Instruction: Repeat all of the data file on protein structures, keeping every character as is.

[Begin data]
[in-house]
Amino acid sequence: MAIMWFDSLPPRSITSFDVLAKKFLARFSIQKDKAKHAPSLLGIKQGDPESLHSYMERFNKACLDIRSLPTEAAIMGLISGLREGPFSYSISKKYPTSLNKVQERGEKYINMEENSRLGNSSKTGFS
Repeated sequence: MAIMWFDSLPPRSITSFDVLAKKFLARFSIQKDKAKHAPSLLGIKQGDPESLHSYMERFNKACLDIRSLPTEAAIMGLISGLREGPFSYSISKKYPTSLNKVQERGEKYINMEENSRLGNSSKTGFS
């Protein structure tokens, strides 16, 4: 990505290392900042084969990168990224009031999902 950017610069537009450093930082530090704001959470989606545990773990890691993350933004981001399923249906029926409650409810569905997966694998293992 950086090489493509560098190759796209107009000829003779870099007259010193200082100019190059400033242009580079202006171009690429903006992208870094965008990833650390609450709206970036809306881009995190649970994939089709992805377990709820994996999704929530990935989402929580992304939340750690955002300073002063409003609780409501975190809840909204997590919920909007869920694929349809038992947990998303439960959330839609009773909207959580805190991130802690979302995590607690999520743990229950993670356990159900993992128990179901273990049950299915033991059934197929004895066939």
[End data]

[in-house]
Amino acid sequence: MAIMWFDSLPPRSITSFDVLAKKFLARFSIQKDKAKHAPSLLGIKQGDPESLHSYMERFNKACLDIRSLPTEAAIMGLISGLREGPFSYSISKKYPTSLNKVQERGEKYINMEENSRLGNSSKTGFS
Repeated sequence: MAIMWFDSLPPRSITSFDVLAKKFLARFSIQKDKAKHAPSLLGIKQGDPESLHSYMERFNKACLDIRSLPTEAAIMGLISGLREGPFSYSISKKYPTSLNKVQERGEKYINMEENSRLGNSSKTGFS
């Protein structure tokens, strides 16, 4: 990505290392900042084969990168990224009031999902 950017610069537009450093930082530090704001959470989606545990773990890691993350933004981001399923249906029926409650409810569905997966694998293992 950086090489493509560098190759796209107009000829003779870099007259010193200082100019190059400033242009580079202006171009690429903006992208870094965008990833650390609450709206970036809306881009995190649970994939089709992805377990709820994996999704929530990935989402929580992304939340750690955002300073002063409003609780409501975190809840909204997590919920909007869920694929349809038992947990998303439960959330839609009773909207959580805190991130802690979302995590607690999520743990229950993670356990159900993992128990179901273990049950299915033991059934197929004895066939």